The ea_lpc2468 platform HAL package is loaded automatically when eCos is configured for an ea_lpc2468_16 or ea_lpc2468_16 target. It should never be necessary to load this package explicitly. Unloading the package should only happen as a side effect of switching target hardware.
The ea_lpc2468 platform HAL package supports two separate startup types:
This is the startup type which is normally used during application development. The board has RedBoot programmed into flash at location 0x0 in internal on-chip Flash and boots from that location. arm-eabi-gdb is then used to load a RAM startup application into memory and debug it. It is assumed that the hardware has already been initialized by RedBoot. By default the application will use the eCos virtual vectors mechanism to obtain certain services from RedBoot, including diagnostic output.
This startup type can be used for finished applications which will be programmed into internal flash at location 0x0. The application will be self-contained with no dependencies on services provided by other software. eCos startup code will perform all necessary hardware initialization.
RedBoot and Virtual Vectors
If the application is intended to act as a ROM monitor, providing
services for other applications, then the configuration option
CYGSEM_HAL_ROM_MONITOR should be set. Typically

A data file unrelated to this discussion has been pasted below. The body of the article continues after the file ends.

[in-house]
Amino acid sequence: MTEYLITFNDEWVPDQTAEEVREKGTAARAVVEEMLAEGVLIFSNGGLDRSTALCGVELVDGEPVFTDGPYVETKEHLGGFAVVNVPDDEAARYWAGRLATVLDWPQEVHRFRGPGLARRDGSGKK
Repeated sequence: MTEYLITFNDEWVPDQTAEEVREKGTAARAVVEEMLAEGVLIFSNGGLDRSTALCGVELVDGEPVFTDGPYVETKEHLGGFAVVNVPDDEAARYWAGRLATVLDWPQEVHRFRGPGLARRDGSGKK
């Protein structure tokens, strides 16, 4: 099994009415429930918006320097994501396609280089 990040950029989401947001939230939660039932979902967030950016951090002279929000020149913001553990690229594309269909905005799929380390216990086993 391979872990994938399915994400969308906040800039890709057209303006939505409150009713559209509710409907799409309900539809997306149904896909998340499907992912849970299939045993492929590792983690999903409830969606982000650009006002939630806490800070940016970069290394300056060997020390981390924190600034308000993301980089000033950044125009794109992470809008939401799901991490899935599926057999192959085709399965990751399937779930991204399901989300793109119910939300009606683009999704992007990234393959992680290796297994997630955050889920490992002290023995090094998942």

this option is set only when building RedBoot.
If the application is supposed to make use of services provided by a
ROM monitor, via the eCos virtual vector mechanism, then the
should be set. By default this option is enabled when building for a
RAM startup, disabled otherwise. It can be manually disabled for a RAM
startup, making the application self-contained, or as a testing step
before switching to ROM startup.
If the application does not rely on a ROM monitor for diagnostic services then serial port UART0 will be claimed for HAL diagnostics.
The LPC2468 OEM board contains an SST 39VF3201 NOR flash device. The
CYGPKG_DEVS_FLASH_SST_39VFXXX_V2 package contains
all the code necessary to support this part and the platform HAL
package contains definitions that customize the driver to the Embedded Artists
LPC2468 OEM board.
The LPC2468 contains an ethernet MAC device.
package contains all the code necessary to support this device and the
platform HAL package contains
definitions that customize the driver to the LPC2468 OEM board.
By default, the system clock interrupts once every 10ms, corresponding
to a 100Hz clock. This can be changed by the configuration option
CYGNUM_HAL_RTC_DENOMINATOR which corresponds to the
clock frequency. Other clock-related settings are recalculated
automatically if the denominator is changed. The PLL multipliers and
dividers may be configured to allow a core clock (CCLK) speed of up to
72MHz. However, the platform HAL currently sets the clock to 48MHz,
duplicating the configuration in the supplied example code as a
consequence of CPU errata affecting various revisions of the LPC2468.
Setting the CPU revision with the
configuration option can be used to provide default clock settings
appropriate to the CPU revision in use. If the CPU revision cannot be
guaranteed it should be left as "Initial". The description of the
clock-related CDL options may be found in the LPC2xxx variant HAL